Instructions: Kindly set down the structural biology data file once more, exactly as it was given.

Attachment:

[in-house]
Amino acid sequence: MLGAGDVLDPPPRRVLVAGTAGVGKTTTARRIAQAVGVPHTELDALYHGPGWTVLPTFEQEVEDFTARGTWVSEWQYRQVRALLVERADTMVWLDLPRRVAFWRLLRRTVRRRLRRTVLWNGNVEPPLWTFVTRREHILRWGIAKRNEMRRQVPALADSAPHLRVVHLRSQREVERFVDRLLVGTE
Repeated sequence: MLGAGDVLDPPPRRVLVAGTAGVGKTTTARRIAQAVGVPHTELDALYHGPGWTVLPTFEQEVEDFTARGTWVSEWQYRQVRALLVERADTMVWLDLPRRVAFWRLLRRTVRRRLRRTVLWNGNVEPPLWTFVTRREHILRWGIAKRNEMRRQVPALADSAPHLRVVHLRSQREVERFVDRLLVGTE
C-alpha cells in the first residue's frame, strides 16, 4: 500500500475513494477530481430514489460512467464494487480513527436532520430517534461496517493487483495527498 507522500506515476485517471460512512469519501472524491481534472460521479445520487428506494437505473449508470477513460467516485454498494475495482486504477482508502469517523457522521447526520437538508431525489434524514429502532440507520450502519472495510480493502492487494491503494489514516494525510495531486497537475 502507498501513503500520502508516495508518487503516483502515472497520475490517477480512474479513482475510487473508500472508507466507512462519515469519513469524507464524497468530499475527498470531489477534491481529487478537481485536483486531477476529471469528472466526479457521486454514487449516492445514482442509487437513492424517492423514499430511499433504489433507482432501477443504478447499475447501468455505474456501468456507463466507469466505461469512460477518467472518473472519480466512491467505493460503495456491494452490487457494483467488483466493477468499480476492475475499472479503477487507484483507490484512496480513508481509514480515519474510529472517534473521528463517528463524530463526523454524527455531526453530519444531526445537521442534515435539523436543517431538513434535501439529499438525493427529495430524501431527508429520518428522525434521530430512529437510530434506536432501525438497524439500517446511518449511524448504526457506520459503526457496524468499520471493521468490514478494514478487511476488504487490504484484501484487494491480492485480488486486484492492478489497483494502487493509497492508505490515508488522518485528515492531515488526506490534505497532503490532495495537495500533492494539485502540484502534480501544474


[in-house]
Amino acid sequence: MLGAGDVLDPPPRRVLVAGTAGVGKTTTARRIAQAVGVPHTELDALYHGPGWTVLPTFEQEVEDFTARGTWVSEWQYRQVRALLVERADTMVWLDLPRRVAFWRLLRRTVRRRLRRTVLWNGNVEPPLWTFVTRREHILRWGIAKRNEMRRQVPALADSAPHLRVVHLRSQREVERFVDRLLVGTE
Repeated sequence: MLGAGDVLDPPPRRVLVAGTAGVGKTTTARRIAQAVGVPHTELDALYHGPGWTVLPTFEQEVEDFTARGTWVSEWQYRQVRALLVERADTMVWLDLPRRVAFWRLLRRTVRRRLRRTVLWNGNVEPPLWTFVTRREHILRWGIAKRNEMRRQVPALADSAPHLRVVHLRSQREVERFVDRLLVGTE
C-alpha cells in the first residue's frame, strides 16, 4: 500500500475513494477530481430514489460512467464494487480513527436532520430517534461496517493487483495527498 507522500506515476485517471460512512469519501472524491481534472460521479445520487428506494437505473449508470477513460467516485454498494475495482486504477482508502469517523457522521447526520437538508431525489434524514429502532440507520450502519472495510480493502492487494491503494489514516494525510495531486497537475 502507498501513503500520502508516495508518487503516483502515472497520475490517477480512474479513482475510487473508500472508507466507512462519515469519513469524507464524497468530499475527498470531489477534491481529487478537481485536483486531477476529471469528472466526479457521486454514487449516492445514482442509487437513492424517492423514499430511499433504489433507482432501477443504478447499475447501468455505474456501468456507463466507469466505461469512460477518467472518473472519480466512491467505493460503495456491494452490487457494483467488483466493477468499480476492475475499472479503477487507484483507490484512496480513508481509514480515519474510529472517534473521528463517528463524530463526523454524527455531526453530519444531526445537521442534515435539523436543517431538513434535501439529499438525493427529495430524501431527508429520518428522525434521530430512529437510530434506536432501525438497524439500517446511518449511524448504526457506520459503526457496524468499520471493521468490514478494514478487511476488504487490504484484501484487494491480492485480488486486484492492478489497483494502487493509497492508505490515508488522518485528515492531515488526506490534505497532503490532495495537495500533492494539485502540484502534480501544474